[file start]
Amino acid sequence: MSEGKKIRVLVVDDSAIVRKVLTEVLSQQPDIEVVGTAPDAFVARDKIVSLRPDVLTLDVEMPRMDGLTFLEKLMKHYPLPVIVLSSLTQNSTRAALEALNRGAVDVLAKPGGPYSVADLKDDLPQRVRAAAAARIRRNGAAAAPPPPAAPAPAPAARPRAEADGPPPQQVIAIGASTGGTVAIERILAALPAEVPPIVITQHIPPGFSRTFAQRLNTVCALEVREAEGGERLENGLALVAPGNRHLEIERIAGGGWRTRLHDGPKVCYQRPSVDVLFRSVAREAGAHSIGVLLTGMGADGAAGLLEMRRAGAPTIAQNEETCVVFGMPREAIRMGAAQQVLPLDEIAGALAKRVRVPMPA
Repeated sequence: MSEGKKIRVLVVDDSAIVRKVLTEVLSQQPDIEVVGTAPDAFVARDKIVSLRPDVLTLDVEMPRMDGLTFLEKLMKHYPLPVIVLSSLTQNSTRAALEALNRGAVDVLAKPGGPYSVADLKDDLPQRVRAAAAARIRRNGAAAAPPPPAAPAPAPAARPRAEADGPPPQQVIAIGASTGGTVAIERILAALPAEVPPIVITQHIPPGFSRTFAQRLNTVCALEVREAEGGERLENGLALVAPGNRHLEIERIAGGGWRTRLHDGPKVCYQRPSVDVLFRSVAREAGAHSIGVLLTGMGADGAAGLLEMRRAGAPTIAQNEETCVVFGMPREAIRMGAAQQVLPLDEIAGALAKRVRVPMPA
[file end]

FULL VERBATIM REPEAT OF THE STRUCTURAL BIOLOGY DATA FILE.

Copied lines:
Amino acid sequence: MSEGKKIRVLVVDDSAIVRKVLTEVLSQQPDIEVVGTAPDAFVARDKIVSLRPDVLTLDVEMPRMDGLTFLEKLMKHYPLPVIVLSSLTQNSTRAALEALNRGAVDVLAKPGGPYSVADLKDDLPQRVRAAAAARIRRNGAAAAPPPPAAPAPAPAARPRAEADGPPPQQVIAIGASTGGTVAIERILAALPAEVPPIVITQHIPPGFSRTFAQRLNTVCALEVREAEGGERLENGLALVAPGNRHLEIERIAGGGWRTRLHDGPKVCYQRPSVDVLFRSVAREAGAHSIGVLLTGMGADGAAGLLEMRRAGAPTIAQNEETCVVFGMPREAIRMGAAQQVLPLDEIAGALAKRVRVPMPA
Repeated sequence: MSEGKKIRVLVVDDSAIVRKVLTEVLSQQPDIEVVGTAPDAFVARDKIVSLRPDVLTLDVEMPRMDGLTFLEKLMKHYPLPVIVLSSLTQNSTRAALEALNRGAVDVLAKPGGPYSVADLKDDLPQRVRAAAAARIRRNGAAAAPPPPAAPAPAPAARPRAEADGPPPQQVIAIGASTGGTVAIERILAALPAEVPPIVITQHIPPGFSRTFAQRLNTVCALEVREAEGGERLENGLALVAPGNRHLEIERIAGGGWRTRLHDGPKVCYQRPSVDVLFRSVAREAGAHSIGVLLTGMGADGAAGLLEMRRAGAPTIAQNEETCVVFGMPREAIRMGAAQQVLPLDEIAGALAKRVRVPMPA